Parental Deception; chapter thirteen, part one

Chapter Thirteen; Part One

“Good evening, Ms. Yu. Or do you prefer Mrs. Milton?” I hold a hand out to the tiny woman in front of me, feeling like a behemoth as I do. She’s as fragile as a porcelain doll with her dead white skin and small hands. She’s wearing a sapphire blue dress that is high-necked and reaches her knees. Her abundance of hair is French-braided and wound around the nape of her neck.

“Please, call me Linda. I’m not old enough to be a mizz, let alone a missus!” Linda smiles, displaying perfectly white and even teeth. She holds out her hand, and I take it hesitantly. I don’t want to hurt her, but her grip is firm.

“Linda. I’m Megan. Thank you so much for seeing me.” I release her hand and step into the hallway. I take off my shoes and put on a pair of the slippers on the guest rack. I’m surprised someone who’s younger than I am carries out this tradition, but I don’t question it. Again, I’m glad I wore a simple black dress as I would feel underdressed otherwise.

“George Tsai. A name I haven’t heard in thirteen years.” Linda says, her voice frosty. “Until last week.” She breaks off and adds, “Let’s go to the living room so we can sit down while we talk. Would you like some tea and some chocolate roll?”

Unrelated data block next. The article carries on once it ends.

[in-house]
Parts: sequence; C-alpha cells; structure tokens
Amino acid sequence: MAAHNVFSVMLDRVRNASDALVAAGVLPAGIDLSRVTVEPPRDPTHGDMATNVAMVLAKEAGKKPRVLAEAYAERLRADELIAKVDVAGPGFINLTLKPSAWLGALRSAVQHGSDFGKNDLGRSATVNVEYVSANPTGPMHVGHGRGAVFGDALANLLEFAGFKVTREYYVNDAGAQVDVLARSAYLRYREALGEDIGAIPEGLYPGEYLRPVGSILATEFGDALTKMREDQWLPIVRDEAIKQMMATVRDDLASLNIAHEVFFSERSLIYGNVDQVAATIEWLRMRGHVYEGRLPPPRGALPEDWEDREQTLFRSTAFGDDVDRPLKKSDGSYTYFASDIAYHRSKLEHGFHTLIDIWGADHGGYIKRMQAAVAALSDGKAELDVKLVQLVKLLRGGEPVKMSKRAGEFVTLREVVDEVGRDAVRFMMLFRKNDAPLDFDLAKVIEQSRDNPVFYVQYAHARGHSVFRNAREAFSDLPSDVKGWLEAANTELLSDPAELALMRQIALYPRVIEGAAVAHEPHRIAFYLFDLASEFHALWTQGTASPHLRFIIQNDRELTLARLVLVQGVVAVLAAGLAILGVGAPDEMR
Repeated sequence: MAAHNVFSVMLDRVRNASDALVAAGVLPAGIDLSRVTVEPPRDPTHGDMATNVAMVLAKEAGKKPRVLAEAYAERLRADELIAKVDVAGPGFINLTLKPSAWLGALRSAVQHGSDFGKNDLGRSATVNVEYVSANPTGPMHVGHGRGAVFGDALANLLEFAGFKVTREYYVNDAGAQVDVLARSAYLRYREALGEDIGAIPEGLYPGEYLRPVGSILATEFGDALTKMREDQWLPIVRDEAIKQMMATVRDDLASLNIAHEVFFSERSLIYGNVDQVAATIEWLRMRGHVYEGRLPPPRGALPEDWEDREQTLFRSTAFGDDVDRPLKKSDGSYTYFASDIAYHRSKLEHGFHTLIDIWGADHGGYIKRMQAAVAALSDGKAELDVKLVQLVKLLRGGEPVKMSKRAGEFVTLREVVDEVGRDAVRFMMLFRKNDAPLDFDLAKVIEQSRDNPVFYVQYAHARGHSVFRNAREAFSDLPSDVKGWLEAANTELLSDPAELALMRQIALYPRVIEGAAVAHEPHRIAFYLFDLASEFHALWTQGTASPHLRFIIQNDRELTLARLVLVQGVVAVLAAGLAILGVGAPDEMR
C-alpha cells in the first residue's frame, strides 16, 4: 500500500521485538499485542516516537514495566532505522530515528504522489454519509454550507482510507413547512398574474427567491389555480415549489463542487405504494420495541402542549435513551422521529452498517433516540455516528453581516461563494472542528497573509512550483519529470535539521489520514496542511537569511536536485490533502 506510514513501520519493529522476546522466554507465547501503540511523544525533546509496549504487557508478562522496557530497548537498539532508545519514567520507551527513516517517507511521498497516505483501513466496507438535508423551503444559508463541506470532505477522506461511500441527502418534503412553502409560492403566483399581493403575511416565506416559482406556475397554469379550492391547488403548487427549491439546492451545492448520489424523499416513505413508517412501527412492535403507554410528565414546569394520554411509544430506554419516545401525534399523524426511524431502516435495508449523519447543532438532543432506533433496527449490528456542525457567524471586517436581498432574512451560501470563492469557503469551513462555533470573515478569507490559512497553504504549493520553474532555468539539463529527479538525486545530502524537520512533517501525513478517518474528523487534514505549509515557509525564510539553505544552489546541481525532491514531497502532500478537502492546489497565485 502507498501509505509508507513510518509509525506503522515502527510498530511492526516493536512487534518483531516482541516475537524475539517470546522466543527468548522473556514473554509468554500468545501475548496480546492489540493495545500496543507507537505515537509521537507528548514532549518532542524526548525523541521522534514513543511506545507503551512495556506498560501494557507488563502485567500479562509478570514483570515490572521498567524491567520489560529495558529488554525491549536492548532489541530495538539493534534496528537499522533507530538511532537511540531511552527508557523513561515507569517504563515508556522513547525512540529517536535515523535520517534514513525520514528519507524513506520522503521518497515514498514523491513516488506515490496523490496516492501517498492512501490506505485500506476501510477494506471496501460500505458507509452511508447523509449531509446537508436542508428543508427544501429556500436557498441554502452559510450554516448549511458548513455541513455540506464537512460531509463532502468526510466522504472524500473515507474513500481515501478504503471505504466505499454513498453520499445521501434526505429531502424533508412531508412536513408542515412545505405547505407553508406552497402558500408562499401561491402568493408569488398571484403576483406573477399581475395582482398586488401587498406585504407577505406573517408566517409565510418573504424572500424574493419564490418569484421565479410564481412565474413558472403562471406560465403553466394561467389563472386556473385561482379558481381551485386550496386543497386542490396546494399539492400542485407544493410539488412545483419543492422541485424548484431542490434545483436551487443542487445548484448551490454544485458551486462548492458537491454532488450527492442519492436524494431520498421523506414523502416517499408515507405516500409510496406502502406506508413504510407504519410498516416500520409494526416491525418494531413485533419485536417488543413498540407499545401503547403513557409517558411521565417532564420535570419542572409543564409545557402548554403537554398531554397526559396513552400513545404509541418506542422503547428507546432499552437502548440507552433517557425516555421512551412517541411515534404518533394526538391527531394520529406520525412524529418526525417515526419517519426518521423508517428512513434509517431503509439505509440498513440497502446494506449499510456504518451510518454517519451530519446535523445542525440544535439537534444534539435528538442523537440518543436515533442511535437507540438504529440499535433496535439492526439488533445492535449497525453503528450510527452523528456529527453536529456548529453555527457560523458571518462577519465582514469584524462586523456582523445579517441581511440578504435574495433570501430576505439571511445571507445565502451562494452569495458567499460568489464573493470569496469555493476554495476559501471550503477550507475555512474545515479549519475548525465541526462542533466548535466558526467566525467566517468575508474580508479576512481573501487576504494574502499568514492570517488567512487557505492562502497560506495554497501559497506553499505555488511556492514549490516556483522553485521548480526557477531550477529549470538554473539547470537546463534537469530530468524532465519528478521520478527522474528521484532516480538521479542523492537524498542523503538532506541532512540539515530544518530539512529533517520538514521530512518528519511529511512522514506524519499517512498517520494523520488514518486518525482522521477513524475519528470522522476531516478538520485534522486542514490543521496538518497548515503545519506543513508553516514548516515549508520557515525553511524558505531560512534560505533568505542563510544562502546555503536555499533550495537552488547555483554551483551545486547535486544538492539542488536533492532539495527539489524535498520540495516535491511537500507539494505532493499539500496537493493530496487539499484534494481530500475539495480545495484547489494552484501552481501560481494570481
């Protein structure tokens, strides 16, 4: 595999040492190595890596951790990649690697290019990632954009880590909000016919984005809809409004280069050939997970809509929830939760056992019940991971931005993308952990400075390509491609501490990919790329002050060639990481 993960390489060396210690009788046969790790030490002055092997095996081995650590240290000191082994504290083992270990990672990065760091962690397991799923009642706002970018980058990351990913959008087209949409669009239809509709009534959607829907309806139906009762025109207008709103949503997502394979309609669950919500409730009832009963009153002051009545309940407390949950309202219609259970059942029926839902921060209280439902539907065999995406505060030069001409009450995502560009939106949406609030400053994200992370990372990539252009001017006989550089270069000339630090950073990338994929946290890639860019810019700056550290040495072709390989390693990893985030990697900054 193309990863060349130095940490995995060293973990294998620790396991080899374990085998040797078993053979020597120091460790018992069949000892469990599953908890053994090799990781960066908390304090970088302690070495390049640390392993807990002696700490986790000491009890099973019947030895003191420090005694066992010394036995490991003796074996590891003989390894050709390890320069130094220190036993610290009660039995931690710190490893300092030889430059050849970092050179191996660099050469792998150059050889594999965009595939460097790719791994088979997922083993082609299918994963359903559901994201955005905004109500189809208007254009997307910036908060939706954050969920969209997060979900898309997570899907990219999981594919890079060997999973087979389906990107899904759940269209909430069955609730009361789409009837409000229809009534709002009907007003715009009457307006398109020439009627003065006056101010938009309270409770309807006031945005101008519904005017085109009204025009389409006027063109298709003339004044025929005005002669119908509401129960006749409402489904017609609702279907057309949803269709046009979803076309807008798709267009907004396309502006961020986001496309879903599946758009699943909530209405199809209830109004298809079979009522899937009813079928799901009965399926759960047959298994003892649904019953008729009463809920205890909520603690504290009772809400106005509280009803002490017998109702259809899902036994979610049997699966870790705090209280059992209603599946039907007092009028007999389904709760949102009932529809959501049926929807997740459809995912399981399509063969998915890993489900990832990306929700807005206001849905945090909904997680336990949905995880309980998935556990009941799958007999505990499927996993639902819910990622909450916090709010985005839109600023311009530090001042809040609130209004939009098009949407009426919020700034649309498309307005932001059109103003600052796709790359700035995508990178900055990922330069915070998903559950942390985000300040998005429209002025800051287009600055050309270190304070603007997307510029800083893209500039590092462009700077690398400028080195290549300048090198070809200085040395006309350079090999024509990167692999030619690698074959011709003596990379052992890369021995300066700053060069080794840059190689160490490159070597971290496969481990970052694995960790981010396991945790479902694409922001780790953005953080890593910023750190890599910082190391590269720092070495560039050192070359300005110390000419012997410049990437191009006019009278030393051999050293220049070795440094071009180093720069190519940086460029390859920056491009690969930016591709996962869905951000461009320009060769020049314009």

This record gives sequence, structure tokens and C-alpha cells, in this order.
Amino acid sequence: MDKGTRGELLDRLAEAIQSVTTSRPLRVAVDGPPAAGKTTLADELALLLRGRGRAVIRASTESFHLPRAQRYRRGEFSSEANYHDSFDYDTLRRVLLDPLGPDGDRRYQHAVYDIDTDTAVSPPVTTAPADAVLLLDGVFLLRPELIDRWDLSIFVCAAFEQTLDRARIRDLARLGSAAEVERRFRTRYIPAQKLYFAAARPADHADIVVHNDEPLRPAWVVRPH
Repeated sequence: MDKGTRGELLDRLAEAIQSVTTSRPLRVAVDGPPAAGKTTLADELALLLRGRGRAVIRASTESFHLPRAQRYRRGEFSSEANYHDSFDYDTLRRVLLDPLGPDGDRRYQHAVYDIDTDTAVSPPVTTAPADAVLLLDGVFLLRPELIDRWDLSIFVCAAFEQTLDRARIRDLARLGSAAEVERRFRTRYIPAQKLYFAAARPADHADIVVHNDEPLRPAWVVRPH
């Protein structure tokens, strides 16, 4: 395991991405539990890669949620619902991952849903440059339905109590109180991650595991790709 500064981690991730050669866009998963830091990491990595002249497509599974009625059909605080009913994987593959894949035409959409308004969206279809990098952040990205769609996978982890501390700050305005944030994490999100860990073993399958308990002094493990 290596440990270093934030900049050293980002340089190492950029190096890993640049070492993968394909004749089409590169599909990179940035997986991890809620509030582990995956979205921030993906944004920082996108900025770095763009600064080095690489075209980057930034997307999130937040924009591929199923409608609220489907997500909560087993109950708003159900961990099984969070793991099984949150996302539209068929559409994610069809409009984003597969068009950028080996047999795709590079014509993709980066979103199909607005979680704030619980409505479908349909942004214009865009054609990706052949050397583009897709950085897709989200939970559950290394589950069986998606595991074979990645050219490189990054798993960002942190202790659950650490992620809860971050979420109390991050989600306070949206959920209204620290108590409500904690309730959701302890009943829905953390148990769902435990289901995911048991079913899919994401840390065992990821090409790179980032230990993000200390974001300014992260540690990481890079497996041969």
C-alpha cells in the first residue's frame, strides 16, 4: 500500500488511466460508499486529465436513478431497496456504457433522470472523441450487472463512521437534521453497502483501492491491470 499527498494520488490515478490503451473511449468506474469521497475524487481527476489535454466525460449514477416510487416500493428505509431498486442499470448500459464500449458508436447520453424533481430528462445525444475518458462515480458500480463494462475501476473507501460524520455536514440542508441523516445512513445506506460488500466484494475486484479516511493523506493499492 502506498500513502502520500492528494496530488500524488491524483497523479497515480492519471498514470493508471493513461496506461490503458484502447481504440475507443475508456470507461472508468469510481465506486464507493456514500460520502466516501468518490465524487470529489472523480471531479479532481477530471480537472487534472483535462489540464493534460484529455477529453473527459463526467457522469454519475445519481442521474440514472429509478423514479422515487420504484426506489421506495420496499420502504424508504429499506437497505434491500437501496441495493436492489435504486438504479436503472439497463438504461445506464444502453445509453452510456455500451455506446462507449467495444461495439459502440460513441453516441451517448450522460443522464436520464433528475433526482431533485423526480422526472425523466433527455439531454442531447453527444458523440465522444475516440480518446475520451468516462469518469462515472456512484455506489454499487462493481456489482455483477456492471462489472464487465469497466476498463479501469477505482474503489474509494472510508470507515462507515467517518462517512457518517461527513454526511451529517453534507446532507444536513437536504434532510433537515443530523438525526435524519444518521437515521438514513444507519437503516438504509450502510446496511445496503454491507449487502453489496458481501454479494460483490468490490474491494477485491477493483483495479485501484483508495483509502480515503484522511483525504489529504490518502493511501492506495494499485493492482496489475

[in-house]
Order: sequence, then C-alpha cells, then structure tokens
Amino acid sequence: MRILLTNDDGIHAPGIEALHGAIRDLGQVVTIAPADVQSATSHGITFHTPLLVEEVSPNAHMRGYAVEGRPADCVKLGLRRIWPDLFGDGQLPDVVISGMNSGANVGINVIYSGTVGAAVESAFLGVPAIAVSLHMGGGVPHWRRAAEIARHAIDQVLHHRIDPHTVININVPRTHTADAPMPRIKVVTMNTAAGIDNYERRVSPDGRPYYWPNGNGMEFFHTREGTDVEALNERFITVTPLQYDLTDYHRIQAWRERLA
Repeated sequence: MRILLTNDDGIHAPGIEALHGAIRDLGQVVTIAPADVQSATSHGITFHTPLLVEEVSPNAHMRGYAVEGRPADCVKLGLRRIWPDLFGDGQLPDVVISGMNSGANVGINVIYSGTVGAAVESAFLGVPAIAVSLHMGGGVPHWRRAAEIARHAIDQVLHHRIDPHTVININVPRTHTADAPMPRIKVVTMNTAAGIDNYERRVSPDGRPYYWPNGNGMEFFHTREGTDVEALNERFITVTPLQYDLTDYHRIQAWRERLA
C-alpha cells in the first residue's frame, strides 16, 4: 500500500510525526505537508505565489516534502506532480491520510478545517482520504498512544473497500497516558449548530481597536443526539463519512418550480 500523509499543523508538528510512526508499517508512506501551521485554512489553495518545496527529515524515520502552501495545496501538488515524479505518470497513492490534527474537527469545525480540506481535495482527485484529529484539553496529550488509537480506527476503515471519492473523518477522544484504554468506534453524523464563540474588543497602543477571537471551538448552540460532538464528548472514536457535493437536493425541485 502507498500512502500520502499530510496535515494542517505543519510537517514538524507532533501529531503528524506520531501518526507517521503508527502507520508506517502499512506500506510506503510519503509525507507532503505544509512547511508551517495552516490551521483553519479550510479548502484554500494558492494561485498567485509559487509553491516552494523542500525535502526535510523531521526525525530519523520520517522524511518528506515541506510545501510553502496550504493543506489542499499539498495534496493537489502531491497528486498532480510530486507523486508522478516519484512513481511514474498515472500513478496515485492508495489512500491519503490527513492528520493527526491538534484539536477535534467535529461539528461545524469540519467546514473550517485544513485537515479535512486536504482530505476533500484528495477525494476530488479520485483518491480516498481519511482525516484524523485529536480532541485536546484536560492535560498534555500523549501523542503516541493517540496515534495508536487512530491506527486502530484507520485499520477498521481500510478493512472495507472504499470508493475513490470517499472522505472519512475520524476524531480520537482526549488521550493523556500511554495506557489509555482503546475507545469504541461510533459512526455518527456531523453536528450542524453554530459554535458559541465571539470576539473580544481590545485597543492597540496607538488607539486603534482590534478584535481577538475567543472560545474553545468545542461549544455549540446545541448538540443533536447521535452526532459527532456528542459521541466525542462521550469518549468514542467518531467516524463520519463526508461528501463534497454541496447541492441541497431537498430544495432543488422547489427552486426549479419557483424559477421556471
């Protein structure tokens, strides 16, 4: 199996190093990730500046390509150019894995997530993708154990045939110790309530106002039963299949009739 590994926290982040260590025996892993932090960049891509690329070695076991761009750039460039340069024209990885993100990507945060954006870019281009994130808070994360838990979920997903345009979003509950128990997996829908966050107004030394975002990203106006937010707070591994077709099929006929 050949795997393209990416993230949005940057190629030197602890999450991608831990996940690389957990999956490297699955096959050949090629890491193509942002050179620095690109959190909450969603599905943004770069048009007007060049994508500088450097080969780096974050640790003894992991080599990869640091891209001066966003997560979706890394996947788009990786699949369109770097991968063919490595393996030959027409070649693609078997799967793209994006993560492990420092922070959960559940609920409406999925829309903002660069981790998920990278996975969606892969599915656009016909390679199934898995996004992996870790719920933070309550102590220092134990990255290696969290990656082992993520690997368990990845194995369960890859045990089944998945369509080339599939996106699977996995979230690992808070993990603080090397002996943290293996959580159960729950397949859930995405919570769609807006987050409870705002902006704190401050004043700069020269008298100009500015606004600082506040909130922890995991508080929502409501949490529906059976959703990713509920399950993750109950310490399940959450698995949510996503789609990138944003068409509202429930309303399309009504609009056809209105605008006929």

“Yes, please.” My mouth salivates at the thought of it. There are few desserts better than a Taiwanese chocolate roll, and I haven’t had one in ages. She shows me to the living room before disappearing. I inspect the room, not sure what to make of it. The walls are a pristine white, which indicates there probably aren’t any children or animals in the house. There’s a stillness surrounding us that corroborates my theory, and I don’t see any evidence of another living being. There are paintings of flowers on the walls—they’re watercolors and not really my style. I’m sure they’re expensive, though, because they are in gold frames. Everyone knows that you only put expensive paintings in golden frames. The room is mostly bare, otherwise. There’s no television or media center of any kind. There’s a bookshelf by the black leather couch, which is filled with business books. There’s no fiction or poetry that I can see, not even a memoir.

“Here we go.” Linda comes into the living room with a tray that has a tea pot, cups, and a giant chocolate roll on it. Plates and forks, too, of course. Linda sets the tray on the coffee table before pouring us each a cup of tea. Green tea by the smell of it. Not a favorite of mine, but I’ll drink almost any kind of tea. Except Lipton because that shit is foul. I thank her for the tea and watch as she cuts me a thick slice of the chocolate roll. I put my fork to it, and it’s so tender, it nearly falls apart. It’s delicious. Dark, chewy, dense, with just a hint of ginger. Linda sits on a high-back chair that is opposite the couch, and her posture is ramrod straight.

Continue Reading

Parental Deception; chapter twelve, part two

Rembrandt and I do the dishes before going into the living room. We sink down on the couch and snuggle with our three cats strategically placed on top of us. Ginger is on Rembrandt’s lap as usual, and Onyx is on my chest. Jet has his paws and head on my thigh, but the rest of his body is on the couch. I have my head on Rembrandt’s chest, and he has his arm around my shoulders. I periodically check my phone to see if Yuri has responded, and after an hour, he does.